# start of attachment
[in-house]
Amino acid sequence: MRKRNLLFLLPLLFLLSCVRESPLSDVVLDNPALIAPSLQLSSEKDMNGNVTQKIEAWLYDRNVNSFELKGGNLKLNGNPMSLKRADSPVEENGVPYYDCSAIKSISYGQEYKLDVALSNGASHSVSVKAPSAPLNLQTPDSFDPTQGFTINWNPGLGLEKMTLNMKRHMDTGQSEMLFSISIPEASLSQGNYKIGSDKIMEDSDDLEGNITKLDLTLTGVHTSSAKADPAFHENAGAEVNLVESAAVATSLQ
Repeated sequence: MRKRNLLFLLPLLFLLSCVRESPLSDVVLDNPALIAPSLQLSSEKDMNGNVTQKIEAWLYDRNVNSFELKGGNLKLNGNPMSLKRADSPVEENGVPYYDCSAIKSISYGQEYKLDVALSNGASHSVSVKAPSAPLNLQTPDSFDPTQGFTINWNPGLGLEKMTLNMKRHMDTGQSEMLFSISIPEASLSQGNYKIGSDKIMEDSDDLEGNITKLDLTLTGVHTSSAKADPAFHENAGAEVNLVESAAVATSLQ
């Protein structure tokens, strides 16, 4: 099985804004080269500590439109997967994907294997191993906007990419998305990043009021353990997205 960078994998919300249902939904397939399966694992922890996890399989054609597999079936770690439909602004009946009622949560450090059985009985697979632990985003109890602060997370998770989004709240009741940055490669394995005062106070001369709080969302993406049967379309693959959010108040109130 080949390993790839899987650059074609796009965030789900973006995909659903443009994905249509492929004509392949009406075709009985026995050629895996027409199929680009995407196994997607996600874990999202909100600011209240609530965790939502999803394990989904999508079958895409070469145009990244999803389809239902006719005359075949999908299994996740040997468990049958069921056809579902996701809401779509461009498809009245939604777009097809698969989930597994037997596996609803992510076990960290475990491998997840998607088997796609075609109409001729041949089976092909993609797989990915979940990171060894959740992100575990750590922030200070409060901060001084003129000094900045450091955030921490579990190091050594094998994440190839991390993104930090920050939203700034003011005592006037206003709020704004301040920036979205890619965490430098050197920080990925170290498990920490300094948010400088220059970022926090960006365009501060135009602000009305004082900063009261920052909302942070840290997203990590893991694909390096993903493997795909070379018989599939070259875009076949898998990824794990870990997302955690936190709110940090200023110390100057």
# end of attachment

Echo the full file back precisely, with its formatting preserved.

[in-house]
Amino acid sequence: MRKRNLLFLLPLLFLLSCVRESPLSDVVLDNPALIAPSLQLSSEKDMNGNVTQKIEAWLYDRNVNSFELKGGNLKLNGNPMSLKRADSPVEENGVPYYDCSAIKSISYGQEYKLDVALSNGASHSVSVKAPSAPLNLQTPDSFDPTQGFTINWNPGLGLEKMTLNMKRHMDTGQSEMLFSISIPEASLSQGNYKIGSDKIMEDSDDLEGNITKLDLTLTGVHTSSAKADPAFHENAGAEVNLVESAAVATSLQ
Repeated sequence: MRKRNLLFLLPLLFLLSCVRESPLSDVVLDNPALIAPSLQLSSEKDMNGNVTQKIEAWLYDRNVNSFELKGGNLKLNGNPMSLKRADSPVEENGVPYYDCSAIKSISYGQEYKLDVALSNGASHSVSVKAPSAPLNLQTPDSFDPTQGFTINWNPGLGLEKMTLNMKRHMDTGQSEMLFSISIPEASLSQGNYKIGSDKIMEDSDDLEGNITKLDLTLTGVHTSSAKADPAFHENAGAEVNLVESAAVATSLQ
């Protein structure tokens, strides 16, 4: 099985804004080269500590439109997967994907294997191993906007990419998305990043009021353990997205 960078994998919300249902939904397939399966694992922890996890399989054609597999079936770690439909602004009946009622949560450090059985009985697979632990985003109890602060997370998770989004709240009741940055490669394995005062106070001369709080969302993406049967379309693959959010108040109130 080949390993790839899987650059074609796009965030789900973006995909659903443009994905249509492929004509392949009406075709009985026995050629895996027409199929680009995407196994997607996600874990999202909100600011209240609530965790939502999803394990989904999508079958895409070469145009990244999803389809239902006719005359075949999908299994996740040997468990049958069921056809579902996701809401779509461009498809009245939604777009097809698969989930597994037997596996609803992510076990960290475990491998997840998607088997796609075609109409001729041949089976092909993609797989990915979940990171060894959740992100575990750590922030200070409060901060001084003129000094900045450091955030921490579990190091050594094998994440190839991390993104930090920050939203700034003011005592006037206003709020704004301040920036979205890619965490430098050197920080990925170290498990920490300094948010400088220059970022926090960006365009501060135009602000009305004082900063009261920052909302942070840290997203990590893991694909390096993903493997795909070379018989599939070259875009076949898998990824794990870990997302955690936190709110940090200023110390100057």